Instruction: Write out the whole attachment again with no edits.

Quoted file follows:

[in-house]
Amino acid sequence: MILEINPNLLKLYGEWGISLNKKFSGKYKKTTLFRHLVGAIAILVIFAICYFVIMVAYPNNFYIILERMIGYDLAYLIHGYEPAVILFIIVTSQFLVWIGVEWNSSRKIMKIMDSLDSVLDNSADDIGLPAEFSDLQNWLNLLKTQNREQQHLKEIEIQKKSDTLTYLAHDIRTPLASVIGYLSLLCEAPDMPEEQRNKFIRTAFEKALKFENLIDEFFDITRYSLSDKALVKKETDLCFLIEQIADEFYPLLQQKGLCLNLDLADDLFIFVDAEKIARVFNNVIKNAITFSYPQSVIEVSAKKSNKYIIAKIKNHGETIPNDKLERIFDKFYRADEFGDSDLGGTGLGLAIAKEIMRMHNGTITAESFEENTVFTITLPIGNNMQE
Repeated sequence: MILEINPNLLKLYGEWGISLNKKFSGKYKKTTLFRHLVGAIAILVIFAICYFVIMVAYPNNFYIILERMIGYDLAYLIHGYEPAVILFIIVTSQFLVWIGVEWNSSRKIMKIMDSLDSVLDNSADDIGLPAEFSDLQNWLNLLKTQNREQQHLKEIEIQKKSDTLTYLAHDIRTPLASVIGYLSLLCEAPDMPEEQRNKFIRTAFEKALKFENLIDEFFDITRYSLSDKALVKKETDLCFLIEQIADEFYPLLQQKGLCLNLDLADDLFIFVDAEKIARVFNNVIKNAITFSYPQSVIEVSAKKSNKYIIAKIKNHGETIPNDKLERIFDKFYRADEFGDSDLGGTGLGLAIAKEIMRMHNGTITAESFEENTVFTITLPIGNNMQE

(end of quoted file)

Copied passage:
[in-house]
Amino acid sequence: MILEINPNLLKLYGEWGISLNKKFSGKYKKTTLFRHLVGAIAILVIFAICYFVIMVAYPNNFYIILERMIGYDLAYLIHGYEPAVILFIIVTSQFLVWIGVEWNSSRKIMKIMDSLDSVLDNSADDIGLPAEFSDLQNWLNLLKTQNREQQHLKEIEIQKKSDTLTYLAHDIRTPLASVIGYLSLLCEAPDMPEEQRNKFIRTAFEKALKFENLIDEFFDITRYSLSDKALVKKETDLCFLIEQIADEFYPLLQQKGLCLNLDLADDLFIFVDAEKIARVFNNVIKNAITFSYPQSVIEVSAKKSNKYIIAKIKNHGETIPNDKLERIFDKFYRADEFGDSDLGGTGLGLAIAKEIMRMHNGTITAESFEENTVFTITLPIGNNMQE
Repeated sequence: MILEINPNLLKLYGEWGISLNKKFSGKYKKTTLFRHLVGAIAILVIFAICYFVIMVAYPNNFYIILERMIGYDLAYLIHGYEPAVILFIIVTSQFLVWIGVEWNSSRKIMKIMDSLDSVLDNSADDIGLPAEFSDLQNWLNLLKTQNREQQHLKEIEIQKKSDTLTYLAHDIRTPLASVIGYLSLLCEAPDMPEEQRNKFIRTAFEKALKFENLIDEFFDITRYSLSDKALVKKETDLCFLIEQIADEFYPLLQQKGLCLNLDLADDLFIFVDAEKIARVFNNVIKNAITFSYPQSVIEVSAKKSNKYIIAKIKNHGETIPNDKLERIFDKFYRADEFGDSDLGGTGLGLAIAKEIMRMHNGTITAESFEENTVFTITLPIGNNMQE